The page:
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Biochemistry. 2008 Mar 18;47(11):3407-17. doi: 10.1021/bi702432y. Epub 2008 Feb 23.

Structural properties of recombinant nonrepetitive and repetitive parts of major ampullate spidroin 1 from Euprosthenops australis: implications for fiber formation.

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Department of Anatomy, Physiology and Biochemistry, Biomedical Centre, Swedish University of Agricultural Sciences, SE-751 23 Uppsala, Sweden.


Spider dragline silk proteins, spidroins, have a tripartite composition; a nonrepetitive N-terminal domain, a central repetitive region built up from many iterated poly-Ala and Gly rich blocks, and a C-terminal nonrepetitive domain. It is generally believed that the repetitive region forms intermolecular contacts in the silk fibers, while precise functions of the terminal domains have not been established. Herein, thermal, pH, and salt effects on the structure and aggregation and/or polymerization of recombinant N- and C-terminal domains, a repetitive segment containing four poly-Ala and Gly rich coblocks, and combinations thereof were studied. The N- and C-terminal domains have mainly alpha-helical structure, and interestingly, both form homodimers. Dimerization of the end domains allows spidroin multimerization independent of the repetitive part. Reduction of an intersubunit disulfide in the C-terminal domain lowers the thermal stability but does not affect dimerization. The repetitive region shows helical secondary structure but appears to lack stable folded structure. A protein composed of this repetitive region linked to the C-terminal domain has a mainly alpha-helical folded structure but shows an abrupt transition to beta-sheet structures upon heating. At room temperature, this protein self-assembles into macroscopic fibers within minutes. The secondary structures of none of the domains are altered by pH or salt. However, high concentrations of phosphate affect the tertiary structure and accelerate the aggregation propensity of the repetitive region. Implications of these results for dragline spidroin behavior in solution and silk fiber formation are discussed.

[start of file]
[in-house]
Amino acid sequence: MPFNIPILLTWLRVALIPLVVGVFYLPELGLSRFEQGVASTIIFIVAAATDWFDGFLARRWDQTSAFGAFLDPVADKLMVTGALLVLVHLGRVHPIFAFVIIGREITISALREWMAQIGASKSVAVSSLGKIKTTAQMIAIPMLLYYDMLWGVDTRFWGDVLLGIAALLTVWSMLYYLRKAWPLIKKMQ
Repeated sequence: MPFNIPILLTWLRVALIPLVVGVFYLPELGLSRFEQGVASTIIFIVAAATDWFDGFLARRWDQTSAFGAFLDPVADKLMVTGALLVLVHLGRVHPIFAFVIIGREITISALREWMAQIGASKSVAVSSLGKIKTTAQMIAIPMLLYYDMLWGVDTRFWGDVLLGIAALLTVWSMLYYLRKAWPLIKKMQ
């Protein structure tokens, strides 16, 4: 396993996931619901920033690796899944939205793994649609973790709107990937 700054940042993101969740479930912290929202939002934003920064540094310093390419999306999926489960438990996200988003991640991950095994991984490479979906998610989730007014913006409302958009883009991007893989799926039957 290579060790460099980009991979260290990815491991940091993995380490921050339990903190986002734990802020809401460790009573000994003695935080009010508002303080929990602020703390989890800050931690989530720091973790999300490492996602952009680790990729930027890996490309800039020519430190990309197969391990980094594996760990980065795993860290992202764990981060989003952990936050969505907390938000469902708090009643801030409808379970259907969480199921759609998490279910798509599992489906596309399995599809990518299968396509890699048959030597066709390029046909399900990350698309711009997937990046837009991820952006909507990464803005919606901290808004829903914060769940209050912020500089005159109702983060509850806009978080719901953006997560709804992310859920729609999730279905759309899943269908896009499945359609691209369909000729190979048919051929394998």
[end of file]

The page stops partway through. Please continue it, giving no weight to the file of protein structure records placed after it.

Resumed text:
[Indexed for MEDLINE]

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